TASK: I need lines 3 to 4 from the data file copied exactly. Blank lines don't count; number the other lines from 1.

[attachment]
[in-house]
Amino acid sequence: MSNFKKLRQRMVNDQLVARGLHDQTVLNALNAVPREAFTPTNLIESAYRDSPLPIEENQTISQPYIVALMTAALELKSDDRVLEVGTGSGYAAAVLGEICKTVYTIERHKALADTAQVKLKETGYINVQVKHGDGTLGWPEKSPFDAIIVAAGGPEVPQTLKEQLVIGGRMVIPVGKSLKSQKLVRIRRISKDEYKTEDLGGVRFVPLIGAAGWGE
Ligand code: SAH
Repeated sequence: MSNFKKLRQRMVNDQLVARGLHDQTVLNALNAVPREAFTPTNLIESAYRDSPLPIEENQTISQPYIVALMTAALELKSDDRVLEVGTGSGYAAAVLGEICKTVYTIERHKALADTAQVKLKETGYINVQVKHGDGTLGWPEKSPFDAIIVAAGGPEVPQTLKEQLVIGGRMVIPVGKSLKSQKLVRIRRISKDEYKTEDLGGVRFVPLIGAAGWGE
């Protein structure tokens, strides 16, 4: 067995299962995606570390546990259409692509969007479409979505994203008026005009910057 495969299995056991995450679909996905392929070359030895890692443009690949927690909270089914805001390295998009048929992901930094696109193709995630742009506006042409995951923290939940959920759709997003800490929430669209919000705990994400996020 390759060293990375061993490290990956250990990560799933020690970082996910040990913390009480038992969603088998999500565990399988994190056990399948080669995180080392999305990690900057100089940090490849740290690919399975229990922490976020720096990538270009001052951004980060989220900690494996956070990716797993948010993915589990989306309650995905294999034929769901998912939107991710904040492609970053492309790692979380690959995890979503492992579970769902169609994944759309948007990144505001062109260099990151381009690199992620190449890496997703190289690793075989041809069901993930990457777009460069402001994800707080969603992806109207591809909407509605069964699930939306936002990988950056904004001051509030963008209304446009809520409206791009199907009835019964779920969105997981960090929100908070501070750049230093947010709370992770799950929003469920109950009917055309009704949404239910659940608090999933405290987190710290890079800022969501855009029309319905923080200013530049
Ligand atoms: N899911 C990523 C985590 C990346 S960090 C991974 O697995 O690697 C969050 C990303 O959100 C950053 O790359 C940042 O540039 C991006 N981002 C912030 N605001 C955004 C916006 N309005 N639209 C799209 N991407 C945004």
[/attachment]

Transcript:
Ligand code: SAH
Repeated sequence: MSNFKKLRQRMVNDQLVARGLHDQTVLNALNAVPREAFTPTNLIESAYRDSPLPIEENQTISQPYIVALMTAALELKSDDRVLEVGTGSGYAAAVLGEICKTVYTIERHKALADTAQVKLKETGYINVQVKHGDGTLGWPEKSPFDAIIVAAGGPEVPQTLKEQLVIGGRMVIPVGKSLKSQKLVRIRRISKDEYKTEDLGGVRFVPLIGAAGWGE